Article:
I supplemented an ounce or two after most of his feedings for one week. I was so depressed about it and so upset. I decided that we were being unreasonable about how much weight we were expecting him to gain in such a short amount of time, he was energetic, awake and alert and having an appropriate amount of diapers so I decided that the formula was just going to make problems for us with BF.<br><br>
He was still jaundiced at 2 1/2 months but now at 3 1/2 months is perfectly fine.<br><br>
Doctors seem to jump right to formula as soon as something is not going how they want it to. Thankfully my dr. understands that I am a strong BF supporter and that recommending a supplement is really upsetting to me, she worked with me and now we're all doing great.<br><br>
Don't take the suggestion to supplement as a forever thing, sometimes it might be needed but don't give up on BF just because of it.<br><br>
For everyone out there that has struggled with supply, sick babies or all the other myriad of problems, keep your chin up, you're not alone in your experiences and it can get better.
 

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Well I HAD to supplement and here's my story :)<br><br>
I had a "surprise" c-section and it took about 4 or 5 days for milk to come in. Luckily I was in the hospital for 7 days post c-section. Anyway, they had me try to breastfeed my baby every 2 hours for 10 minutes on each side. They weighed him before and after. At that point I was given a pump and told to do as much as possible for 30 minutes. Whatever I could pump was poured into a bottle and topped off with formula. It took until day 6 until I had enough milk.<br><br>
I consider myself to be really lucky to have such pro-BF midwives helping out. I'm sure my level of frustration would have been really high had it not been for them.<br><br>
That was about 15 months ago and we haven't supplemented since then. BF has been a wonderful experience for us.
 

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My son has had 2 bottles of formula in his life. From my point of view, I CHOSE to supplement.<br><br>
Why? Cause my milk didn't come in until day 5 postpartum. The nights of day 3 and 4, I was exhausted, he was nursing every hour (which is normal), and I felt bad for him that he was hungry. I wasn't worried that he would starve, didn't think he would loose too much weight, nothing like that. I just felt sorry for the little sucker. <img alt="" class="inlineimg" src="/img/vbsmilies/smilies/duck.gif" style="border:0px solid;" title="Duck">: So, I supplemented with one bottle in the middle of each of those nights. He took about 2 ounces each time, fell asleep, slept for about 2 hours, then we were back at the nursing every hour mark until my milk came in.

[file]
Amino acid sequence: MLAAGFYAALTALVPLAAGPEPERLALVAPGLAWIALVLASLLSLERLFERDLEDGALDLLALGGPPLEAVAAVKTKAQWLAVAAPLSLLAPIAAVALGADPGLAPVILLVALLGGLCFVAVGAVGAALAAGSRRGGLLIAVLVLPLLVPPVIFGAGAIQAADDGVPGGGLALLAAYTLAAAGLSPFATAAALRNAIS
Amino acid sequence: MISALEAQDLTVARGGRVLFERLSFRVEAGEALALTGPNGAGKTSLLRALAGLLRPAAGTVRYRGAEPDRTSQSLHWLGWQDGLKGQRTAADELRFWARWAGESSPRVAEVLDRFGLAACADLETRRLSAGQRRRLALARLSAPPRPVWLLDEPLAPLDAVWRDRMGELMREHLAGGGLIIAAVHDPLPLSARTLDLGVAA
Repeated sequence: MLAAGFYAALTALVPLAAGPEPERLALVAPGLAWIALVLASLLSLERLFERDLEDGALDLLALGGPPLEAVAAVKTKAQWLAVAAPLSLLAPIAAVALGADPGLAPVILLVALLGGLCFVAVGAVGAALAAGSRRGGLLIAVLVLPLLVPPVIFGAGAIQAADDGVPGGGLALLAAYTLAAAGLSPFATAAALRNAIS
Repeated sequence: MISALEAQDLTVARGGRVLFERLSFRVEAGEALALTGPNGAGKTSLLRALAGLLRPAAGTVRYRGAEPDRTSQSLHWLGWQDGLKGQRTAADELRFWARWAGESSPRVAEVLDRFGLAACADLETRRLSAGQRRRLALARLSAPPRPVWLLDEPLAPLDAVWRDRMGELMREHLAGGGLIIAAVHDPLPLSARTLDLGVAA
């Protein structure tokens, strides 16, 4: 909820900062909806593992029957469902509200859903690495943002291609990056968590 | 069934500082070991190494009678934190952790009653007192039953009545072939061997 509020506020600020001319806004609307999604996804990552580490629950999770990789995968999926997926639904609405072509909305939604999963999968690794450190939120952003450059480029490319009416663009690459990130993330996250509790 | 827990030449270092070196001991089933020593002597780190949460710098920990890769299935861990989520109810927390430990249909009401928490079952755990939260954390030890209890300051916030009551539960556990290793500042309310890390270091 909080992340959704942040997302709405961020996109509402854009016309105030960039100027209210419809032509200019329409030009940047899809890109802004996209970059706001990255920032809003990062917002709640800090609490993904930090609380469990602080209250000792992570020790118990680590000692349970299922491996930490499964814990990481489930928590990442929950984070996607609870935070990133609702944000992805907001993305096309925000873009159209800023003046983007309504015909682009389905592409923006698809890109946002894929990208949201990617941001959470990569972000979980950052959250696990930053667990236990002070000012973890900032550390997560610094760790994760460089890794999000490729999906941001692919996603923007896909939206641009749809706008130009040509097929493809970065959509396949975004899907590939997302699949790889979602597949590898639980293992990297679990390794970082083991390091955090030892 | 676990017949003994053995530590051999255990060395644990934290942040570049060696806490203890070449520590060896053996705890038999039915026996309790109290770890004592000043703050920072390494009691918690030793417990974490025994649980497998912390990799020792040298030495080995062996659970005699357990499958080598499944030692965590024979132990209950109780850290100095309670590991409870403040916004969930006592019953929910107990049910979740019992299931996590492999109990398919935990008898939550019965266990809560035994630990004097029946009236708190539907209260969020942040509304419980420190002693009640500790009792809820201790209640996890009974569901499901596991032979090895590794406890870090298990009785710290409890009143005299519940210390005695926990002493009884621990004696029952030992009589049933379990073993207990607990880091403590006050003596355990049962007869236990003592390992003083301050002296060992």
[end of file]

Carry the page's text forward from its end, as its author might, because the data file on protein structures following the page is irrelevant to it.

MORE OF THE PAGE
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As an example of "when mama supplements and didn't need to"...<br><br>
My sil called last night and they had taken my niece in for her 8 week checkup, and she was in the 50th percentile for height, and the 25th for head and weight. The doctor said she needed to fatten up, that my sil's milk wasn't fatty enough, and that my niece needed formula. She was in the 25th for all 3 when she was born. I encouraged my sil to find the WHO charts, or I would send them to her, and take those in. Even still, who is this doctor to say this kind of BS? IMO, there is no reason to supplement at all...she just happens to be taller than she is wide.
 

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I teach other women how to breastfeed. I have for 10 years now. I am NOT new to the concept. Just had to get that out of the way...<img alt="" class="inlineimg" src="http://www.mothering.com/discussions/images/smilies/wink1.gif" style="border:0px solid;" title="wink1">.<br><br>
When I had my son, I had a c/s that resulted in a lot of blood loss, plus I had a post op infection. That, combined with the fact that my ds had a very weak suck (we later found out it's because he has low oral motor tone and oral sensory issues), made my supply next to nothing. My milk didn't come in until 7 days post op. Seriously. This was with pumping, using herbs, eating oatmeal, drinking until my eyeballs swam. I also lost 40lbs. within 10 days of delivery, after only having gained 19 during the pregnancy....I'm sure that contributed.<br><br>
At 1 week of life I took ds to see my friend who is one of the LC's at work. We did a before and after naked weigh in with ds nursing. Ds nursed for 30 minutes. He took in a total of 13 cc's. That's approximately 1/3 ounce. At 1 week of life, that's WAY less than I should be producing and he should be getting. Not to mention my breasts were bruised and blood blistered from all the pumping, expressing, and working with ds on his suck. We had been using the SNS, and it took ds 1 hour to take in 30cc's of formula, because his suck was so weak. <img alt="" class="inlineimg" src="http://www.mothering.com/discussions/images/smilies/greensad.gif" style="border:0px solid;" title="greensad"> Ds was not a little baby, either, nor was he preterm. He was 8lbs. 15 oz. at birth and born at 40w2d.<br><br>
We supplemented until ds was 3 weeks old, and I was *finally* able to nurse him exclusively without any formula at probably 2 mos. of age. I still had to fight to keep my supply up with galactagogues and pumping until ds was about 18 mos. old. It was an uphill battle the whole way until ds self-weaned at age 2.<br><br>